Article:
The Alamo, breached

Smells like savings!

Everyone from schoolchildren to oil executives knows that burning fossil fuels pollutes the Earth.  We rationalize this dirty energy source over alternatives in myriad ways, but the simplest justification is also the most compelling:

Fossil fuels are cheap.

Cost considerations are the Alamo for the fossil fuel industry.  As they can hardly argue with the environmental or social impacts of their product, cost is where the industry has to make its stand.  When renewable energy inevitably reaches cost parity (i.e. when it costs the same as oil and coal), only fools or the morally compromised will continue to choose the option that is both dirtier and more expensive.  And wouldn’t you know it?  Recent economic data shows that fossil fuel companies’ defenses are crumbling, as cost parity is right around the corner.  In fact, it’s likely that any oil or coal-fired power plant that began construction today would be obsolete before it was finished!

Though we’re not yet having the global renaissance of renewable energy needed to avert climate disaster, legions of scientists and engineers are working to realize this energy’s full potential.  As a result of all this applied brain power, every day the costs for renewables creep downward.  Conversely, the costs for fossil fuels creep steadily upwards, as all of the ‘easy’ oil has been exploited and development costs have increased dramatically.  As the chart below shows, these costs are now converging:


Cost of power generation for solar vs. others

When I give the climate talk to people, I paint  renewable energy as being “just about there” in terms of cost, and this chart shows what I mean.  Solar energy reaches market parity with fossil fuels in a few short years, and after 2020 it becomes the clear winner.  The chart only addresses solar energy, since wind energy is harder to graph due to its variability based on local conditions. Some reports indicate that the average costs of onshore wind is about 5 to 6 cents per kilowatt-hour, which even is cheaper than coal or natural gas!  After being told for so long that renewable energy wasn’t feasible, to think it’s just a few short years away from gaining the upper hand is very exciting!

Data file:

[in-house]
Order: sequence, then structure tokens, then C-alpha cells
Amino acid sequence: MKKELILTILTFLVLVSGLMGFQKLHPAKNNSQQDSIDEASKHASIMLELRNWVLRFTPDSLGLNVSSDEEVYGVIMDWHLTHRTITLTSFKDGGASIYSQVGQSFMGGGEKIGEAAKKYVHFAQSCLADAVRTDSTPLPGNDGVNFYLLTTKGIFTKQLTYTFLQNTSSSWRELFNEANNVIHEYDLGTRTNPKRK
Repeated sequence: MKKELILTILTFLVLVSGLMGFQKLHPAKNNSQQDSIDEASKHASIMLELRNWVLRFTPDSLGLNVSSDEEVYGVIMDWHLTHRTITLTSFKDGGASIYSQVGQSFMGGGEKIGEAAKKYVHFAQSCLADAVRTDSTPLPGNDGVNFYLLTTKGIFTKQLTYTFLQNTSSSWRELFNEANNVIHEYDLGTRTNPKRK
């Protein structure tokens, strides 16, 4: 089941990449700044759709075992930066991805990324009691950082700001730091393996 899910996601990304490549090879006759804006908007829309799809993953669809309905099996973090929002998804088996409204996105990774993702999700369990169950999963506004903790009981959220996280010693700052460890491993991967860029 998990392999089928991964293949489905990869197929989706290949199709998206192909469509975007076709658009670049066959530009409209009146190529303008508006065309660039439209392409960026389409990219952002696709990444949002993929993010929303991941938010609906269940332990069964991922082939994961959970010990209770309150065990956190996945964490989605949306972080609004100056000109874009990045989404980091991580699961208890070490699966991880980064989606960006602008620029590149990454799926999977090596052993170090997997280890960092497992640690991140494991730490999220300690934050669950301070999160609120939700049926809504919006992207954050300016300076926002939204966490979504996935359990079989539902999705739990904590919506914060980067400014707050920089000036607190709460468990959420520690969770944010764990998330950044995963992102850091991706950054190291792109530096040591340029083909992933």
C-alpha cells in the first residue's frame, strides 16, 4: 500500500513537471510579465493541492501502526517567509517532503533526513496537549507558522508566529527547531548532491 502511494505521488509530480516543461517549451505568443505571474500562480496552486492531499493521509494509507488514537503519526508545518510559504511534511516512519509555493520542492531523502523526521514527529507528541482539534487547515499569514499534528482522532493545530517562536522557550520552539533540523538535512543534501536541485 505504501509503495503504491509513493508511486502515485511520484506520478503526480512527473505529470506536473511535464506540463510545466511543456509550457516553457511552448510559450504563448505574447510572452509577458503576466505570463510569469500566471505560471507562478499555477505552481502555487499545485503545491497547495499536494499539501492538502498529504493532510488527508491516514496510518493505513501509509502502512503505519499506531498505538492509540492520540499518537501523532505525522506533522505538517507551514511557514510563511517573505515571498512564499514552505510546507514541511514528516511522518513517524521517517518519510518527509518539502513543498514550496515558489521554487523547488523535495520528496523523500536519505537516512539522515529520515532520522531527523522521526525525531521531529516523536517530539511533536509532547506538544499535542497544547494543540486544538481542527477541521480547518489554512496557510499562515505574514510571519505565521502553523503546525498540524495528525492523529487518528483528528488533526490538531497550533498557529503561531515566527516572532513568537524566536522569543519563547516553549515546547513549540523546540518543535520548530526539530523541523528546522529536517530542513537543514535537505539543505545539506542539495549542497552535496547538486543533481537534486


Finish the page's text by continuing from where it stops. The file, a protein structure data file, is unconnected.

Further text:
You might ask:  why are costs for renewables coming down so quickly?   The answer is that we’ve reached a critical mass of development resources being applied to these technologies, because governments and markets have seen the writing on the wall.  They know that the first one through that door makes a lot of money.  It’s an inspiring thing to see in action…when the full weight of human scientific power and development is brought to bear on a technology, that technology gets better and cheaper pretty damn fast.  In this way, the cost curves for renewables resemble those for computer memory or sequencing the human genome.

Some examples of recent cost-saving innovations:

  • 175% increase in solar cell efficiency – Princeton researchers have found a simple and economical way to improve solar cell efficiency by using a nanostructured “sandwich” of metal and plastic that collects and traps light.
  • 40% reduction in wind turbine blade costs – General Electric has high hopes for new tech that uses cloth instead of fiberglass for wind turbine blades.  This approach reduces cost and opens up new design possibilities.

Through these advances and many others, it’s clear that renewables are poised to wallop fossil fuels.  When a coal museum installs solar panels to save money, it’s clear that the tide has turned.  As improved technologies disseminate, markets will respond by gradually phasing out fossil fuels that are unable to compete.  But in truth, we can’t wait this long.  Climate change is a serious threat that demands immediate action…the sooner we act the cheaper it will be and the less suffering we will endure.  Governments need to spur a green revolution.  Time spent waiting for markets to catch up is time wasted.

Cost, fossil fuel’s last line of defense, is now a weakness instead of a strength.  The Alamo has been breached, and now there’s no going back.

  • John Crapper

    Llisa Jackson resigning at the EPA is not a hopeful sign for a green revolution happening any time soon spurred by our government. The Do the Math campaign for divestment offers the best hope in the short run to begin to change this Titanic fossil fuel ship on a different course.

  • Kris Fitzgerald

    The graphs and data in this post speak to me, nice work.

    • EricKrasnauskas

      Thanks Kris! Glad you stopped by. Are you still playing ball? Victory Musk (our latest league team name) could have used your rebounding and turnaround jump shot last season. :)

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